These parallels have Timms argued that koalas could serve as a "missing link" in the search for a human vaccine. "The koala is more than just a fancy animal model," he said. "It's really useful for human studies."
An ancient curse
Nobody knows how or when koalas got chlamydia for the first time. But the curse is at least centuries old.
In 1798 European explorers reached the mountains of New South Wales and spotted a creature that defied description: ear tufts and spoon nose stoically looked down from the crooks of towering eucalyptus trees. They compared it to the wombat, the sloth and the monkey. They chose "native bear" and gave it the generic name Phascolarctos (from the Greek for "leather pouch" and "bear"), which caused the misunderstanding that the koala bear is actually a bear.
"The seriousness of the face," wrote the Sydney Gazette in 1803, "seems to indicate a more than ordinary part of the ingenuity of the animals."
In the late 19th century, Australian naturalist Ellis Troughton found that the “picturesque and lovable koala” was also particularly susceptible to disease. The animals suffered from an eye disease similar to the pink eye, which he blamed for waves of koala deaths in the 1890s and 1900s. At the same time, the anatomist J.P. Hill found that koalas from Queensland and New South Wales often had ovaries and uterus with cysts. Many modern scientists today believe that these koalas were probably affected by the same scourge: chlamydia.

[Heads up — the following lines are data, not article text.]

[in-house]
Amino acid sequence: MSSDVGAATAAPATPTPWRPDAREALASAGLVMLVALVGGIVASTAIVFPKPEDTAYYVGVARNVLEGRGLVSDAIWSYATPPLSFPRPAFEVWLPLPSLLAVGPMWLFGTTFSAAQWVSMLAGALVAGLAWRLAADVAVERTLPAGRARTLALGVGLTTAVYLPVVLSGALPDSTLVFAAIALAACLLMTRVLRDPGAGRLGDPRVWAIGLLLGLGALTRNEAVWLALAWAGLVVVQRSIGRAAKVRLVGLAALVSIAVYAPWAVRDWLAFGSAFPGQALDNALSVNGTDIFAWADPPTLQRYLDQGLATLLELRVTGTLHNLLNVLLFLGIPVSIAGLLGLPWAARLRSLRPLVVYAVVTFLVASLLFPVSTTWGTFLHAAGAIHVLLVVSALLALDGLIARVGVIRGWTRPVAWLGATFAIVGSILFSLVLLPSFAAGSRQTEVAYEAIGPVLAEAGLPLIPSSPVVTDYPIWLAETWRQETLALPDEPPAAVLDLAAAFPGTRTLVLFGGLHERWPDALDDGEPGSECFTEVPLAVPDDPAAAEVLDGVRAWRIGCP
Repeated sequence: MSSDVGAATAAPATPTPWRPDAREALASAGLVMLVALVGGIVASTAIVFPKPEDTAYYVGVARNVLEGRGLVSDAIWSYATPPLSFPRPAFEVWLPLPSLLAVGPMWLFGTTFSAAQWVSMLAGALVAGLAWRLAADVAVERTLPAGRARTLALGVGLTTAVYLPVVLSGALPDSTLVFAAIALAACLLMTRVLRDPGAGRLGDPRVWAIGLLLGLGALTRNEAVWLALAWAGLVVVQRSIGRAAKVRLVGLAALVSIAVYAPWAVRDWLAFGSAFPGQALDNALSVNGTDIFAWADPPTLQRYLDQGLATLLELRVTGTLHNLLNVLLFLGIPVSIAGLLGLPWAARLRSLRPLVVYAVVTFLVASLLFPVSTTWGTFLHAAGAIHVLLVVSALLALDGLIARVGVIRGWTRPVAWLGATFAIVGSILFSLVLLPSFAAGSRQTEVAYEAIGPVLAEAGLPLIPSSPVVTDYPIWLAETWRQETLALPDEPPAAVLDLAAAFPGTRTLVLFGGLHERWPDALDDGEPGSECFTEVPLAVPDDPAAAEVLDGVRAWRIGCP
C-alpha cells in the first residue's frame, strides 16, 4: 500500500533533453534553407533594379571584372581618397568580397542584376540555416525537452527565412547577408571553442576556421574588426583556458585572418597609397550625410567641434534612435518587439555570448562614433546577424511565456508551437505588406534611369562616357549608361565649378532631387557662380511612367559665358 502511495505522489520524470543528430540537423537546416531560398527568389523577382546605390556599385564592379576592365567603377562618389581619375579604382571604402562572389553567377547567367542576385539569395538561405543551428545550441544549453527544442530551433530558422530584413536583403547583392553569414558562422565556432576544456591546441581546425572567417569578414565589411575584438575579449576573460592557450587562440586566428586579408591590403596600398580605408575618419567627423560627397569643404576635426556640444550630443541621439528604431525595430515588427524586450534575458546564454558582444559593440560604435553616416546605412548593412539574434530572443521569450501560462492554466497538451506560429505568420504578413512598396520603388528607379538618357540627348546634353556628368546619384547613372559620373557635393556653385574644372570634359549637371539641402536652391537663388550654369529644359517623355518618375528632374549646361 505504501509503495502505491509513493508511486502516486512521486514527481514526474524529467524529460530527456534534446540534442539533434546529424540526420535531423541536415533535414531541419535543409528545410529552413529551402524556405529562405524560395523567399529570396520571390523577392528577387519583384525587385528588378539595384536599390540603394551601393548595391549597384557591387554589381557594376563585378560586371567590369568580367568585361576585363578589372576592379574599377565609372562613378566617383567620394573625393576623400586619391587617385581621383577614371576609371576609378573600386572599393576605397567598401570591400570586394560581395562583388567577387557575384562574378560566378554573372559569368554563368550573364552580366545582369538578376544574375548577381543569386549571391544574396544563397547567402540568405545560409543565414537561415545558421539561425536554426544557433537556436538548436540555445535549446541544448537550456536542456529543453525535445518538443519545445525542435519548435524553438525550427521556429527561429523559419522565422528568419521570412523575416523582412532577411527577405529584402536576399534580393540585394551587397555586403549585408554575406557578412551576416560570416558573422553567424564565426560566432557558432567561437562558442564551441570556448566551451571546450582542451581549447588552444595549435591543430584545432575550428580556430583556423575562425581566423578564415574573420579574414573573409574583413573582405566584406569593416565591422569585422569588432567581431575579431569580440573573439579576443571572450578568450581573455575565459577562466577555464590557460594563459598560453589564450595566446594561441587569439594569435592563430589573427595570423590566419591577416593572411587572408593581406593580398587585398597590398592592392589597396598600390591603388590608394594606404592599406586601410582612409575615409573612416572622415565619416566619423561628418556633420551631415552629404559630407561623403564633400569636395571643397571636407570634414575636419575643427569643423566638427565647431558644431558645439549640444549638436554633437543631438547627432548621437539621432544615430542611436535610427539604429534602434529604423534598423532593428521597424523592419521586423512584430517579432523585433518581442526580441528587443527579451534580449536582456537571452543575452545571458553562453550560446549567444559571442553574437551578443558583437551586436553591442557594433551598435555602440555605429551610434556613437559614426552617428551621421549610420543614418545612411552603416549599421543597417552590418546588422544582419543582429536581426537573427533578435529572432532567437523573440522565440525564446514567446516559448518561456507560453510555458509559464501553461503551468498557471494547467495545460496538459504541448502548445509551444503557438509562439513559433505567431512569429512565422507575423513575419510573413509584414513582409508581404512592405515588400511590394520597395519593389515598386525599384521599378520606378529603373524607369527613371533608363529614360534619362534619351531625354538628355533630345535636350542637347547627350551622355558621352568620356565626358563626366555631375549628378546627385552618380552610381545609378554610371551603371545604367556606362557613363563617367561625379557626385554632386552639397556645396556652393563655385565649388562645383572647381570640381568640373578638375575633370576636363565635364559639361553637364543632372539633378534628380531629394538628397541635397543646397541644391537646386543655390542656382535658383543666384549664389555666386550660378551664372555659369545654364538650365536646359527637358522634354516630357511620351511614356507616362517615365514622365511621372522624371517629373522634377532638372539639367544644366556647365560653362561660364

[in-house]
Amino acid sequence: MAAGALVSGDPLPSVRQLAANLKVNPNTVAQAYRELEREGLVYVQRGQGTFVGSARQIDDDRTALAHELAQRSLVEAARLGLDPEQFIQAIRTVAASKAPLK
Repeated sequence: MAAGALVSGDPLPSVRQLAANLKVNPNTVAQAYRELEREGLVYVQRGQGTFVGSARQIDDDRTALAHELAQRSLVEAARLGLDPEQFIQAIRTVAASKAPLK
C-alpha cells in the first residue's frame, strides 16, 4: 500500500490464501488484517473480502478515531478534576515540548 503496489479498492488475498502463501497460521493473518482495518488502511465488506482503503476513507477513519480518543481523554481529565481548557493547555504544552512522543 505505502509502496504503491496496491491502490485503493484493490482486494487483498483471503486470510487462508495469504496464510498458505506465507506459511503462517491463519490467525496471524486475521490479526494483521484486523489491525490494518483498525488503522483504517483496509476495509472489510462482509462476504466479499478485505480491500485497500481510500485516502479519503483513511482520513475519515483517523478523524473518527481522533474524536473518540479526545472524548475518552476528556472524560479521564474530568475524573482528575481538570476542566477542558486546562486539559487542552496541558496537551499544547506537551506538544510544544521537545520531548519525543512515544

Koalas have to worry even more today. Dogs, carefree drivers and recently rampant bushfires have reduced their numbers to such an extent that conservation groups are demanding that koalas be classified as endangered. But chlamydia still prevails: in parts of Queensland, the heart of the epidemic, the disease has contributed to an 80 percent decline over two decades.
The disease is also the one that most often sends koalas to the Australia Zoo Wildlife Hospital, the country's busiest wildlife hospital located 30 miles north of Endeavor. "The numbers are 40 percent chlamydia, 30 percent cars, 10 percent dogs," said Dr. Rosemary Booth, the director of the hospital. "And then the rest is an interesting set of problems that you can get into if you have a small brain and your living space is fragmented."